When discussing his musical journey, Tacoman and Wilson High School alumni Steve Stefanowicz quickly paraphrased a line from a Billy Joel classic. “It’s me that they’re coming to see to forget about life for a while,” Steve says. “You regard your primary function in life is to let people forget about their worries and cares to listen to some live music.” Don’t like the song he’s playing? No problem. He’s not called the “Human Jukebox” for nothing. Claiming to know over a thousand covers, Steve has a song for everyone.
Blind since birth, Steve Stefanowicz found his calling at the age of 12 when his guitar teacher taught him “My Sherona” by The Knack. “When I was in seventh grade, video games were popular,” Steve says. “My friends were playing them at the bowling alley. I’d go with them, and just stand there bored. I needed to find something else to do, so I stuck it out and played guitar all the time.”
Steve’s music bank covers just about everything. Citing hard rock influences like Led Zeppelin, AC/DC, and Rush in his early years, his father turned him to the slower side with artists including Dan Fogelberg and James Taylor. Jazz and classical music followed when he attended Central Washington University to study music and psychology. One of his secrets is the gift of perfect pitch. Officially known as absolute pitch, perfect pitch is the rare ability to identify and replicate a note without a reference. So not only will Steve memorize what key the song is in, he’ll also learn the harmony, the melody, and the chord changes after only hearing it once.
“Perfect pitch is a blessing and a curse,” Stefanowicz says with a laugh. “It’s a blessing because I can play a song on the fly. I can hear it, analyze it, and play it within a millisecond. It’s a curse because I can’t enjoy a song just to enjoy a song. Every song I hear, I learn and memorize even if I’m trying not to. Even if there’s elevator music at the store while shopping, I’m learning it as I go.”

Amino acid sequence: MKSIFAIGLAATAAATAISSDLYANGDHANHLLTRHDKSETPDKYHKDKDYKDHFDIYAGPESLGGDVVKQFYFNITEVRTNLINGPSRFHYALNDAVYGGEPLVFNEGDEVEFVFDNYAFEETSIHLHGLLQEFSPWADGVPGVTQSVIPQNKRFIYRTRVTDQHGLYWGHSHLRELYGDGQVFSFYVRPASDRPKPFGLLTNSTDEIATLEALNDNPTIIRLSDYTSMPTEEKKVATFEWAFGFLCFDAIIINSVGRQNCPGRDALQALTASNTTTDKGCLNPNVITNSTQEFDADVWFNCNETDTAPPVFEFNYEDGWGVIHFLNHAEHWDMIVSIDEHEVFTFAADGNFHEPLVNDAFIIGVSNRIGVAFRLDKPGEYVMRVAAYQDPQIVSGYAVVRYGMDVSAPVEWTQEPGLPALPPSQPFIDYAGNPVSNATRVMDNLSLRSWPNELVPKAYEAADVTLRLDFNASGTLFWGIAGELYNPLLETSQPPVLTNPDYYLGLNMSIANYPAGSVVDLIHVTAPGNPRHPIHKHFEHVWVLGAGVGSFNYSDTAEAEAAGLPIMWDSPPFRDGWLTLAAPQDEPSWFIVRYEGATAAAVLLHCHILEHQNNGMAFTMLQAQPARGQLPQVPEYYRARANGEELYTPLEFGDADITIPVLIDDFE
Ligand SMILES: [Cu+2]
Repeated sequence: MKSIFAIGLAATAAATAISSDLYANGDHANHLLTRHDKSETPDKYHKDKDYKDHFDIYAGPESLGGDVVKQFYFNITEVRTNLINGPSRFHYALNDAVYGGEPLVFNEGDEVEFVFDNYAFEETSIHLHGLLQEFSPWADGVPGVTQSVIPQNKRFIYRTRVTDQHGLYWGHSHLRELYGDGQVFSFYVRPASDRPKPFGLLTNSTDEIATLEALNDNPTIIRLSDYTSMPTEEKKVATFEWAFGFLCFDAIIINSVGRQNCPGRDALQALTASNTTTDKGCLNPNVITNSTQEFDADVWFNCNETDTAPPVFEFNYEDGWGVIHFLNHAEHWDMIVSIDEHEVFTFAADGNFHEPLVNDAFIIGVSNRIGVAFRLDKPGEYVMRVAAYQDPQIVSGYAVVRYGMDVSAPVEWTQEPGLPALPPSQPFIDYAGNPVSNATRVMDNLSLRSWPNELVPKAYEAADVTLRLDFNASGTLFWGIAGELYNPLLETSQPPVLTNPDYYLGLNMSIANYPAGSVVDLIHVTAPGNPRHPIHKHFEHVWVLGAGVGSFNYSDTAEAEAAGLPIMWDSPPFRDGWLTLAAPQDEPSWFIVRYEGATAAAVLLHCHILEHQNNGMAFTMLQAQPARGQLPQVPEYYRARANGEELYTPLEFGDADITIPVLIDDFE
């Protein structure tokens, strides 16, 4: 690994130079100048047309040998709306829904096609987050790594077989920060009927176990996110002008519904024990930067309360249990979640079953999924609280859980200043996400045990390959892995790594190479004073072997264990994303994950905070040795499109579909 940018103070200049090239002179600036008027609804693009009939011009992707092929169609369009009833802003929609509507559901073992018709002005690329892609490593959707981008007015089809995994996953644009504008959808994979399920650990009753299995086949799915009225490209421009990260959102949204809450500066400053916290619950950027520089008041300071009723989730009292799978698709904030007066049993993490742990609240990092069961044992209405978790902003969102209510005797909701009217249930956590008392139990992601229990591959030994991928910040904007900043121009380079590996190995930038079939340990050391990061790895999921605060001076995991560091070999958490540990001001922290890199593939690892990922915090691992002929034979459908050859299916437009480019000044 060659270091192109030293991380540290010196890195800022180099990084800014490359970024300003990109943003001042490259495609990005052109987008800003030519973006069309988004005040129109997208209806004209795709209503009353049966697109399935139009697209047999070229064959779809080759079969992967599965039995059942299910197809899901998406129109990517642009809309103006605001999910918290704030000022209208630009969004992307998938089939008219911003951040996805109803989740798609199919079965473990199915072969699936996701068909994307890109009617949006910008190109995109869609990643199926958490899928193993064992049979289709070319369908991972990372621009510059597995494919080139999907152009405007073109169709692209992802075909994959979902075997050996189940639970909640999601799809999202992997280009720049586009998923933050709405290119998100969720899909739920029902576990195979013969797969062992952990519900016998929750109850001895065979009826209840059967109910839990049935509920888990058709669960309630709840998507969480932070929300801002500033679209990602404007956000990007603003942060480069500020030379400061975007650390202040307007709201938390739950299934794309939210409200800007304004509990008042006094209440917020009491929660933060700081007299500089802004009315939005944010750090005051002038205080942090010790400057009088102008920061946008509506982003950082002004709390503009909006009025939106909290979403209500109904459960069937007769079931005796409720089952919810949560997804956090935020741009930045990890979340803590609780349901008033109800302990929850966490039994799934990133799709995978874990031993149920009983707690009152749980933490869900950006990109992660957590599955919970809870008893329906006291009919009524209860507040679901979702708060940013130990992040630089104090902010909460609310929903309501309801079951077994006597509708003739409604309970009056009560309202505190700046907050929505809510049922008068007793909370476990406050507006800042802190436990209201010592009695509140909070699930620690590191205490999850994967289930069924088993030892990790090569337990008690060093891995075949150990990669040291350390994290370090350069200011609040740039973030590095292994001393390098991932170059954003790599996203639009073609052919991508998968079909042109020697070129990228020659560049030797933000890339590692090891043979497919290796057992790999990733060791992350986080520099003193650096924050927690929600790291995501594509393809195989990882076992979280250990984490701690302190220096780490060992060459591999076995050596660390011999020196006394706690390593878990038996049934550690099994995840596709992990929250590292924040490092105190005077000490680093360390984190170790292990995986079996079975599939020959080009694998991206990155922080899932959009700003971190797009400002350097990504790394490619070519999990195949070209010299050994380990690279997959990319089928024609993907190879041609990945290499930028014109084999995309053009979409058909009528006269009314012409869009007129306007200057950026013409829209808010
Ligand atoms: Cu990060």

This amazing feat is the reason why he has gigs booked just about every day of the week and has become a favorite in the Tacoma music scene. Merri Sutton, Steve’s manager, isn’t at all surprised. “Steve is an amazing human,” she says. “One of the best I know. He sees a lot more than most sighted people. He’s as easy to sell as ice cream on a hot day.”
Since college, Steve has been a part of a number of local bands, including Blind Ambition, Smilin’ Jack, Big Love, and Rock Slide. Currently, he plays gigs both on his own and with bands such as Too Many Cooks, Driving Sideways, IBS, a 15-piece big band called Rich Wetzel’s Grooving’ Higher Jazz Orchestra, and alongside well-known “The Voice” contestant Stephanie Anne Johnson. During the day, he teaches guitar and voice lessons, as well as music theory.
As if that wasn’t enough to keep him busy, Steve is also currently working with childhood friend Ted Schlatter. Calling themselves Brother Blue and the All Family Band, Ted and Steve used what they have dubbed “spontaneous creation” as they collaborate together. This basically means that Steve plays what he feels, Ted sings what he feels, and by the end of it, a song is born.
Ted fondly recalls the moment where they knew something special was happening in the studio. “Steve was going through stuff and I was going through stuff,” Ted says, “and I could just sense my brother didn’t want to do this today. I said, ‘Steve, look I know you don’t want to do this today. I just want you to play what you’re feeling.’ And he did it. And then I just sang over the riff he was playing, and five minutes later, ‘Music Man’ was written. It was laid down in real time, with no rehearsal, no practice.” Their chemistry was so effective that they had more songs than they were planning on making. “We had to promise the producer not to make anymore,” Ted says, laughing.
The album, Brother Blues, is being produced by Russ Salton and is due out in the summer of 2016. “It’s got elements of blues in it,” Steve says of the album. “There are elements of Americana in it. Lyrically, it’s very clever. Ted Schlatter is a great lyricist.”
Despite his innate gifts, his universal praise, and his seemingly relentless gig schedule, Steve’s perspective goes back to that of Billy Joel, that he’s merely performing a necessary service for all of us who reside in the South Sound “to forget about life for a while.” “Music is life,” he says simply. “Music is healing. Music is therapeutic.” And for all of us that listen to his music or have seen him perform couldn’t agree more.